• “Companies will go big or go small. The mid-size [production] players are going to have a tough time competing in this industry landscape.”—Dustin Callif, managing partner, Tool of North America
  • “Respect our industry and take pride in what we do. Let’s stop with all the negative noise and focus on the difference we can make.”—Jan Jacobs, co-founder and chief creative officer, Johannes Leonardo
  • “The only thing we are really selling is authentic relationships. If an agency can’t demonstrate how they truly want to help a client’s business, it will result in a lost opportunity.”—Lisa Colantuono, president, AAR Partners
  • “An effective client-agency partnership is defined by the people themselves and how well they work together.”— Ann G. Rubin, vice president corporate marketing, IBM
  • “The business we think we’re in is helping clients make better decisions faster. To get value, radical collaboration, and prototyping to directly lean in to technology is key.”—Tim Jones, CEO, Publicis Media Americas
  • “Instead of agencies advising clients on branding and corporate positioning, management consultancies can usurp this offering and bake in communications strategies from the earliest stages of business decisions and change management.”—Jennifer Poulson, senior vice-president of marketing, Bandai Namco Entertainment
  • “[We] see examples of brands and marketers that begin the process of bringing the programmatic operation in-house, and will often stop at some point, or will only go so far once they realize the level of investments in technology, talent, and data infrastructure to pull that off.”—Jay Pattisall, principal analyst, Forrester.


WORK: producing great work and outcomes

Work is changing. How we produce work is changing as well. The agency world is competing for that work. Are traditional agencies as well equipped to handle project-based work as some production companies? Will production companies add creative and strategic services to compete with traditional agencies without production capabilities? Check out the 2019 Production Trends by APR included in this edition. In our next edition, look for Superbowl mania.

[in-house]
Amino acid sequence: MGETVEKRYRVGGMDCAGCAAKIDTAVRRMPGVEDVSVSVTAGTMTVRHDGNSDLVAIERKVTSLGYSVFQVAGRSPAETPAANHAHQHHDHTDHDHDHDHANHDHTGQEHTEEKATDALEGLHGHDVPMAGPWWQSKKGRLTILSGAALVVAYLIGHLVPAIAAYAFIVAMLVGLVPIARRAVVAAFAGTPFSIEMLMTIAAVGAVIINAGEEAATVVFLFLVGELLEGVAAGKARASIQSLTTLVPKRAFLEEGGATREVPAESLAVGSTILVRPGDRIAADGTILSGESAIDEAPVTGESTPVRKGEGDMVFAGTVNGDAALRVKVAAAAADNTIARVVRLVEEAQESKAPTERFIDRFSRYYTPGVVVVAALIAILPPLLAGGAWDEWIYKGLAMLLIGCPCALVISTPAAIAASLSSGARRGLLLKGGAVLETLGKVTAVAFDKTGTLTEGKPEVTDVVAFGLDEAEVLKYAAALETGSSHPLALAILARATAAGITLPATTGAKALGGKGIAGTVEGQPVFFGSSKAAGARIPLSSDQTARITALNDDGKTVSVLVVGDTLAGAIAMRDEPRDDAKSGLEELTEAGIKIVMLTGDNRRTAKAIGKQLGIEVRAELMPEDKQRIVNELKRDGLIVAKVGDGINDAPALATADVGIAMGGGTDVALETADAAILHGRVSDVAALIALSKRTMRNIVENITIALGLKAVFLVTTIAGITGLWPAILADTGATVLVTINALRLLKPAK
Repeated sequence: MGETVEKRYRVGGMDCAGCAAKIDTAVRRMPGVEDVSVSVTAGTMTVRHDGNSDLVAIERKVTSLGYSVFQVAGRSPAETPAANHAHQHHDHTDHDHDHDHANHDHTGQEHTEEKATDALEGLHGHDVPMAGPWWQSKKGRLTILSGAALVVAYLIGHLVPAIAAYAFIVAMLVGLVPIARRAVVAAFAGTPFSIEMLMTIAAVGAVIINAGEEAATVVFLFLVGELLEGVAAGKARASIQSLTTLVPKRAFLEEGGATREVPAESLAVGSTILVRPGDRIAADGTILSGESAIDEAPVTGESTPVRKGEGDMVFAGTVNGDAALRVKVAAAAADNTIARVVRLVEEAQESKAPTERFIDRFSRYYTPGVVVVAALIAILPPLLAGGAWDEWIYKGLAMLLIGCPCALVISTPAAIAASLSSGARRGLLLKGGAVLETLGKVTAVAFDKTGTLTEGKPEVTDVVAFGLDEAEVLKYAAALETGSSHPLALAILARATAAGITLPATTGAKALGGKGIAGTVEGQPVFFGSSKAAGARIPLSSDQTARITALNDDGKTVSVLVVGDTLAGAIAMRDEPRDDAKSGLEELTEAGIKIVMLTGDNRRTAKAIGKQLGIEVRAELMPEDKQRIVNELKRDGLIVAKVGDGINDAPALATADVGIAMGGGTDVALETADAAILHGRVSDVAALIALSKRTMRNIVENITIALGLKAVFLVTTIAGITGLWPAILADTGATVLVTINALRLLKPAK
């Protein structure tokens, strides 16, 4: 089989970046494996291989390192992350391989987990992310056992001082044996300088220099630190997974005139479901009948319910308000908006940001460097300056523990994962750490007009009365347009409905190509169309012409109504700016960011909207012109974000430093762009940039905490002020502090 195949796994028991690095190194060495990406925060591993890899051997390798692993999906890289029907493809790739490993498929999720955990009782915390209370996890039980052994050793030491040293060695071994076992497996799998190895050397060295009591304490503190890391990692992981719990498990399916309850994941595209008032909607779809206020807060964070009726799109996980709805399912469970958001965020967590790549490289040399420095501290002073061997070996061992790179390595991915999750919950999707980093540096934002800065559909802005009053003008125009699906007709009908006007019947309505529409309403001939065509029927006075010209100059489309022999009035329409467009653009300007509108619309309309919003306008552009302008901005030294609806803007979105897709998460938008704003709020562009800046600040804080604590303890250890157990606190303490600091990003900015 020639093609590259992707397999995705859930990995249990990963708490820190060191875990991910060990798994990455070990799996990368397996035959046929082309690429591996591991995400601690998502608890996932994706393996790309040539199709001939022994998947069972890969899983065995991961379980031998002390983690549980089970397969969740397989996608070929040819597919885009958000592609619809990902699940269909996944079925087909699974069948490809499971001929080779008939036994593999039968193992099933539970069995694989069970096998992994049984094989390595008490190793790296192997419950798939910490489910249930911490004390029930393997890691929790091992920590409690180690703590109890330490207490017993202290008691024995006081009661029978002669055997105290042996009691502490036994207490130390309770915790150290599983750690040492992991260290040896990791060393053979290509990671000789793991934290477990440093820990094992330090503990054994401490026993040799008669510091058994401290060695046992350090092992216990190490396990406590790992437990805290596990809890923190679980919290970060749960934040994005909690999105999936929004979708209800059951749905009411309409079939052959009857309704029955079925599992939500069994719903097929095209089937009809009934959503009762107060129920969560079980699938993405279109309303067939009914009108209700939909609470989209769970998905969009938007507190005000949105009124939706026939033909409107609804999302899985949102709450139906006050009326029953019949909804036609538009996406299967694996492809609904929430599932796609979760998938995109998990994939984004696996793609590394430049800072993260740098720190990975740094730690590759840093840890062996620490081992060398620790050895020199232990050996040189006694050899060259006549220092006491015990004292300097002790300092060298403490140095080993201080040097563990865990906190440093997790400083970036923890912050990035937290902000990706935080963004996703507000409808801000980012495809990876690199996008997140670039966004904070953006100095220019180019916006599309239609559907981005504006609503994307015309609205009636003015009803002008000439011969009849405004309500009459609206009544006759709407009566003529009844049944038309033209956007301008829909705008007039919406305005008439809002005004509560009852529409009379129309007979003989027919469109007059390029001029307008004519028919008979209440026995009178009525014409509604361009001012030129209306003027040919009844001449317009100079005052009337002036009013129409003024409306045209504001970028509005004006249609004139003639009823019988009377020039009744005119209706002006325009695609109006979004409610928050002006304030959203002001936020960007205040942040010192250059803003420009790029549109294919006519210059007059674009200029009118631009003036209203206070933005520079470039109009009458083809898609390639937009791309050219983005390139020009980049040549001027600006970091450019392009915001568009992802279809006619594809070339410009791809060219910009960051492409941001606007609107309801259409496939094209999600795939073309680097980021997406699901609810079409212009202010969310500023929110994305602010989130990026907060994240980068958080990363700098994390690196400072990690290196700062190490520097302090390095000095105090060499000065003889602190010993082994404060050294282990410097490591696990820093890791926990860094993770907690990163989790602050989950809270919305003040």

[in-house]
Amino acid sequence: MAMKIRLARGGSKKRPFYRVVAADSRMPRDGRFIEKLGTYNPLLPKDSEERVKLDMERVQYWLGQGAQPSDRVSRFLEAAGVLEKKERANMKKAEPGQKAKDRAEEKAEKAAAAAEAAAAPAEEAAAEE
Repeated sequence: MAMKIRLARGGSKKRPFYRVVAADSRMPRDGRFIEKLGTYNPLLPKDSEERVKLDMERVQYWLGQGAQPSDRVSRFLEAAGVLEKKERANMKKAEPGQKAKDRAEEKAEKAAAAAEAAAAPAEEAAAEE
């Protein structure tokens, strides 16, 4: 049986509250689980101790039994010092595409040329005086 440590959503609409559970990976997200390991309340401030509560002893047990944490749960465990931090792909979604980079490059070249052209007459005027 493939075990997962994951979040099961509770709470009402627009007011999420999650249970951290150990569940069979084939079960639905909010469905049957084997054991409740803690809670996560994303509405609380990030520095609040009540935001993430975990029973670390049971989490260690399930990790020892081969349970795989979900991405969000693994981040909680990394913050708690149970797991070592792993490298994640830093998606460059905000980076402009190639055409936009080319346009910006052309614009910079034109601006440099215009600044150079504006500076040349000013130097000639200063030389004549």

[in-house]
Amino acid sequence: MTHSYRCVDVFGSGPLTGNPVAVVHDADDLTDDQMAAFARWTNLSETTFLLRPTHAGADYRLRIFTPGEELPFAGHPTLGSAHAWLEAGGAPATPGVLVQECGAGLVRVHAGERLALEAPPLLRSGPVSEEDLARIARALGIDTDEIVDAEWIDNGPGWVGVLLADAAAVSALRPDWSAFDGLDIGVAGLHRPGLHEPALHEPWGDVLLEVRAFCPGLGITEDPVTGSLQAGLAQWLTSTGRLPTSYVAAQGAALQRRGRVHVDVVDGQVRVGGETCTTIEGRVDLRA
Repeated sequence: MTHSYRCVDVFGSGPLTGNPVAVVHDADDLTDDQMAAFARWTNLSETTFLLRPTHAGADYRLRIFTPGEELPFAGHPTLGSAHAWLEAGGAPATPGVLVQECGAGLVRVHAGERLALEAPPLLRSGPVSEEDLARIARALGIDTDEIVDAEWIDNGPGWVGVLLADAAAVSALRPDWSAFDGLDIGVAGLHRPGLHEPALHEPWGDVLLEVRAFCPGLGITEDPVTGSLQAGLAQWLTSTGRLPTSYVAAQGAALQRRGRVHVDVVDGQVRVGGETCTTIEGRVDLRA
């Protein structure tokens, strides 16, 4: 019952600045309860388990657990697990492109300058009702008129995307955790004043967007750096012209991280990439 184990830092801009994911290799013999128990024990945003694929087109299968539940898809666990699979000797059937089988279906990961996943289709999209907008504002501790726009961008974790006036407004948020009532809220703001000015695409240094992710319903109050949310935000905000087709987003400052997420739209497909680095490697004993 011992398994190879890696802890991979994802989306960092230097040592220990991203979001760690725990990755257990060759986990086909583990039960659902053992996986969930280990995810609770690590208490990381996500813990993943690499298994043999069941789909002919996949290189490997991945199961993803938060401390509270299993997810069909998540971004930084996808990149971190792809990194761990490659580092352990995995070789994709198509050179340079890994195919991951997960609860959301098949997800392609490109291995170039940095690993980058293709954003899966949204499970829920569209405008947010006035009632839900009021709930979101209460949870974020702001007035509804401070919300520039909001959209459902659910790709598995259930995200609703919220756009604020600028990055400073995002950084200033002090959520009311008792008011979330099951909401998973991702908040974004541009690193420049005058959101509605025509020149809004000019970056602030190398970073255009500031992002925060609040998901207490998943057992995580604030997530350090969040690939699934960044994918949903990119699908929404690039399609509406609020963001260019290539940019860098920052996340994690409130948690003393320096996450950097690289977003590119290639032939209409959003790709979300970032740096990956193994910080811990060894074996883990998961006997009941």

• Netflix’s interactive movie, “Black Mirror: Bandersnatch,” which allows viewers to dictate the story’s narrative and format, generated buzz among fans and provided the streaming service with rich user participation data that can be used for promotional or advertising purposes.
  • Nielsen added YouTube mobile viewership figures to its cross-platform measurement solution, Total Ad Ratings. YouTube ads will now be measured comparably alongside TV inventory.
  • Per Nielsen, in the second-quarter of 2018, US adults spent more time on media overall from 9-10 p.m. than any other hour throughout the day, with nearly 38 out of a possible 60 minutes being spent across Live+time-shifted TV, TV-connected devices, radio, and digital (computer, smartphone, tablet).
  • Influencer Marketing Solutions are on the rise. Forrester identified 11 top third-party firms that manage relationships between brands and influencers: Launchmetrics, AspireIQ, and Quotient’s Ahalogy are leading the pack. Others include: Mavrck, Traackr, Collective Bias, Octoly, IZEA, Linqia, Klear, and Influential.
  • CVS Pharmacy launched “Beauty In Real Life,” a campaign encouraging beauty brands to display digitally unaltered images in the makeup aisles, portraying women in marketing materials in a more authentic and realistic way—sans digital altering. The unaltered images receive the CVS “Beauty Mark” watermark on displays.
  • Per the ANA, 78% of its members had some type of in-house agency in 2018. Services are focused on creative (76%). Also rising fast are media (36%) and programmatic (24%). Per the Interactive Advertising Bureau (IAB), two-thirds of the 119 US brand advertisers they surveyed moved programmatic buying completely or partially in-house.